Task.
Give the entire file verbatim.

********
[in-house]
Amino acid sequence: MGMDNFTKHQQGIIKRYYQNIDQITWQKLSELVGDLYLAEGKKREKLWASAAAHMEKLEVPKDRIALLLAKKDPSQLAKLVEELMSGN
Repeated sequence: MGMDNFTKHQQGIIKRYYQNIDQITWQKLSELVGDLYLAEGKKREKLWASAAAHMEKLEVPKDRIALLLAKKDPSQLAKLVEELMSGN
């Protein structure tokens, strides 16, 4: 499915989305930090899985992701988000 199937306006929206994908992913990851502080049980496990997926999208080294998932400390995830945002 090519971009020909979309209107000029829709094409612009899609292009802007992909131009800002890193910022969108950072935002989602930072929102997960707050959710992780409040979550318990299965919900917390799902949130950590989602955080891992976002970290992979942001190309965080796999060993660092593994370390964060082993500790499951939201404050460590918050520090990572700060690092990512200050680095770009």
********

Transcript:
[in-house]
Amino acid sequence: MGMDNFTKHQQGIIKRYYQNIDQITWQKLSELVGDLYLAEGKKREKLWASAAAHMEKLEVPKDRIALLLAKKDPSQLAKLVEELMSGN
Repeated sequence: MGMDNFTKHQQGIIKRYYQNIDQITWQKLSELVGDLYLAEGKKREKLWASAAAHMEKLEVPKDRIALLLAKKDPSQLAKLVEELMSGN
């Protein structure tokens, strides 16, 4: 499915989305930090899985992701988000 199937306006929206994908992913990851502080049980496990997926999208080294998932400390995830945002 090519971009020909979309209107000029829709094409612009899609292009802007992909131009800002890193910022969108950072935002989602930072929102997960707050959710992780409040979550318990299965919900917390799902949130950590989602955080891992976002970290992979942001190309965080796999060993660092593994370390964060082993500790499951939201404050460590918050520090990572700060690092990512200050680095770009």